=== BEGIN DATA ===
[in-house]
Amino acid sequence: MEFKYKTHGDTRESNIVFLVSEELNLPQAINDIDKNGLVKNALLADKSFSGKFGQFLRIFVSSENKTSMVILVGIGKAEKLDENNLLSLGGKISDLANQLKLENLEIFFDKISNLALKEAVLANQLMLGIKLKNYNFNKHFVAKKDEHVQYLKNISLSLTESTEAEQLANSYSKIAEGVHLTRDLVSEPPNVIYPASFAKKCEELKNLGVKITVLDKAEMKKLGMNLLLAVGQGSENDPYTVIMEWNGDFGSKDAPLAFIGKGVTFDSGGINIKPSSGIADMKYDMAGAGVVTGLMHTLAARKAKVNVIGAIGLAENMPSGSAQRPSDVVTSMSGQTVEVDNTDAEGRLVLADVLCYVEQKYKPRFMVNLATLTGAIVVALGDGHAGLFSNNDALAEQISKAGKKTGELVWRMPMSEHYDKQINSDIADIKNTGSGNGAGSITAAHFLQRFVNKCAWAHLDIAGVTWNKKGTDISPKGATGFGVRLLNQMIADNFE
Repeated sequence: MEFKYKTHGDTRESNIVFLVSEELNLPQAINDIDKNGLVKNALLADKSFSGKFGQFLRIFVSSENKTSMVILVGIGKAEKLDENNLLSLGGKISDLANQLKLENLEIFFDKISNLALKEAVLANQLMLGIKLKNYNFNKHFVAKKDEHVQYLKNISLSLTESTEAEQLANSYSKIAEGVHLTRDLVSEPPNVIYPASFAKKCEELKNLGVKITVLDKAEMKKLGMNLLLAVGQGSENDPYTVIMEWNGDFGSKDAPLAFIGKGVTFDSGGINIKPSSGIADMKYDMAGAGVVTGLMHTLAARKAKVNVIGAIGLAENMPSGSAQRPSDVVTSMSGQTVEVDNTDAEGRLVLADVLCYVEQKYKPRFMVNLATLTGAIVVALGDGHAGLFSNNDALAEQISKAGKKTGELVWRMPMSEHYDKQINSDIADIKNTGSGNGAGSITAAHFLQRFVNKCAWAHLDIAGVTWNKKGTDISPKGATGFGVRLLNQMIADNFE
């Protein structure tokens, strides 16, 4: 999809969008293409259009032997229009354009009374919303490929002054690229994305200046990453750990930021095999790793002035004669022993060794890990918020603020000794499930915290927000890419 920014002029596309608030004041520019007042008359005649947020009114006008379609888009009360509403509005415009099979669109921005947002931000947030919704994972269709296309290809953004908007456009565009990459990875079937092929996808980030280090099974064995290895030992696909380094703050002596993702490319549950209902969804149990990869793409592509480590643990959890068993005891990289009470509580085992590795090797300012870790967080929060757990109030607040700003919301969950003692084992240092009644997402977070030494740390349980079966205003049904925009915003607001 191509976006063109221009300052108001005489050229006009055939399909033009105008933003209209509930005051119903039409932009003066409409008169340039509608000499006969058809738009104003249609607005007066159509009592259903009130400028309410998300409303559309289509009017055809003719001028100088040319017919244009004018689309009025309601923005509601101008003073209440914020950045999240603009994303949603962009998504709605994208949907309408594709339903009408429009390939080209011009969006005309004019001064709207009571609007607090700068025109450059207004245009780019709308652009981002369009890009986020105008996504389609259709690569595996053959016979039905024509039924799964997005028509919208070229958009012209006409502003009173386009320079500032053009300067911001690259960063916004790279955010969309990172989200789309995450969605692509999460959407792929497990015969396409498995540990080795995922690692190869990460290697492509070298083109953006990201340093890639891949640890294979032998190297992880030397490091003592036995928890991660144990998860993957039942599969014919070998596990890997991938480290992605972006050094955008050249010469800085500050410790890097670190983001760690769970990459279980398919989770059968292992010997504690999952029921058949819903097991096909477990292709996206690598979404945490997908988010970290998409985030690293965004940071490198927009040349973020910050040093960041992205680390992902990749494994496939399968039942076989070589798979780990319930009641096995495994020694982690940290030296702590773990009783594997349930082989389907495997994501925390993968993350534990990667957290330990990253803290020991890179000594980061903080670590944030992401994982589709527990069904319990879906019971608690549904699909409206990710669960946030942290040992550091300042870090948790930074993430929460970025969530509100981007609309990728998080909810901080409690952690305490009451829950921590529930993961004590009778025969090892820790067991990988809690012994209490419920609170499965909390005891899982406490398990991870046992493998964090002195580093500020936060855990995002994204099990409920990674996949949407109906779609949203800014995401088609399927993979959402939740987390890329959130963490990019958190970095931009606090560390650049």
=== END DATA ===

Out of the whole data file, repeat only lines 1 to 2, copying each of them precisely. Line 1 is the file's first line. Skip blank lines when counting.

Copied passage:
[in-house]
Amino acid sequence: MEFKYKTHGDTRESNIVFLVSEELNLPQAINDIDKNGLVKNALLADKSFSGKFGQFLRIFVSSENKTSMVILVGIGKAEKLDENNLLSLGGKISDLANQLKLENLEIFFDKISNLALKEAVLANQLMLGIKLKNYNFNKHFVAKKDEHVQYLKNISLSLTESTEAEQLANSYSKIAEGVHLTRDLVSEPPNVIYPASFAKKCEELKNLGVKITVLDKAEMKKLGMNLLLAVGQGSENDPYTVIMEWNGDFGSKDAPLAFIGKGVTFDSGGINIKPSSGIADMKYDMAGAGVVTGLMHTLAARKAKVNVIGAIGLAENMPSGSAQRPSDVVTSMSGQTVEVDNTDAEGRLVLADVLCYVEQKYKPRFMVNLATLTGAIVVALGDGHAGLFSNNDALAEQISKAGKKTGELVWRMPMSEHYDKQINSDIADIKNTGSGNGAGSITAAHFLQRFVNKCAWAHLDIAGVTWNKKGTDISPKGATGFGVRLLNQMIADNFE